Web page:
Click to see 3 more reasons to watch the Hawks…

Al Horford & Paul Millsap
If you wanted to give an up-and-coming big man tape of three players with the most complete game in the NBA, Al Horford and Paul Millsap would find themselves featured. Horford has been seemingly playing out of position (only 6-10) his whole NBA career; yet, that hasn’t stopped him from posting career numbers of 13.7 PPG and 9.7 RPG. He brings the best of both worlds offensively and defensively. He can hit shots from as far as the free throw line extended; he can guard players anywhere from three to five inches taller.

Millsap is no slacker, either. Many of today’s undersized power forwards have him to thank for getting a shot in the league. Without his consistent success over his seven-year career, power forwards today would still look like Kevin McHale [Ed. note: no word on whether this was an armpit hair joke]. A frontcourt of Horford and Millsap will be one of the best tandems in the league and will be responsible for nightly double-doubles. Now if only they can team for that beautiful Smith-Horford big-big pick-and-roll the Hawks ran so effectively on the interior last season.

A Real Offense
No disrespect to Mike Woodson‘s “ISO Joe” and whatever it was Larry Drew ran last year, but the Atlanta Hawks haven’t been the epitome of offensive ingenuity the past few seasons. Though a part of me will miss Joe Johnson completely ignoring his teammates for 15 seconds or Josh Smith spastically maneuver his way through a defense, I am even more excited to see what Mike Budenholzer has in store for this underrated group in ATL. Coming from the Spurs organization, I can only guess Budenholzer’s offensive sets will involve constant motion, a gauntlet of screens and a healthy dose of corner 3-pointers. I don’t know about anyone else, but to me that sounds like the perfect way to get the most out of Jeff Teague, Kyle Korver, Al Horford and Paul Millsap.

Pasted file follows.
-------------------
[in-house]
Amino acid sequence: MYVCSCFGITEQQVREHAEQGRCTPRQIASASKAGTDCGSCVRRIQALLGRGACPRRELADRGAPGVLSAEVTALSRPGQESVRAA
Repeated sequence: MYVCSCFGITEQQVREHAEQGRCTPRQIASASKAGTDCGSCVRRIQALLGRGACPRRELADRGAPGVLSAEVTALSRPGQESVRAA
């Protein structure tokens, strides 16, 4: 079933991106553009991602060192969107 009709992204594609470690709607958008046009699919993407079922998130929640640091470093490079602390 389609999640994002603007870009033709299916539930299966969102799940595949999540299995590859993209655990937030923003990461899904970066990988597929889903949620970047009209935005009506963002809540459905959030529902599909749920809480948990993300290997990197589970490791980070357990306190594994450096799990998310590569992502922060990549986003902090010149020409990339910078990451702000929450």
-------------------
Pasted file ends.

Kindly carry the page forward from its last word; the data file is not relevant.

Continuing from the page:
Kyle Korver Never Missing Again
Lost in the spectacularly awesome shooting display last season that was Stephen Curry, is the fact that Kyle Korver is still an elite shooter himself. He connected on an incomprehensible 45.7 percent of his shots from downtown and made a total of 189 on the year – good for the fourth most in the NBA. Another great thing about Korver is that he’s accurate from every spot behind the arc and with the elite post presence of Horford and Millsap, teams will have to sag off someone to give help down low. That should allow Korver time and space to spot up and knock down rainbow three after rainbow three.

The best thing about watching Korver shoot is once he hits one, you don’t even question whether the next few shots will find the bottom of the twine. With a better offense, and better spacing, Korver should experience an even better year from the outside.

What do you think?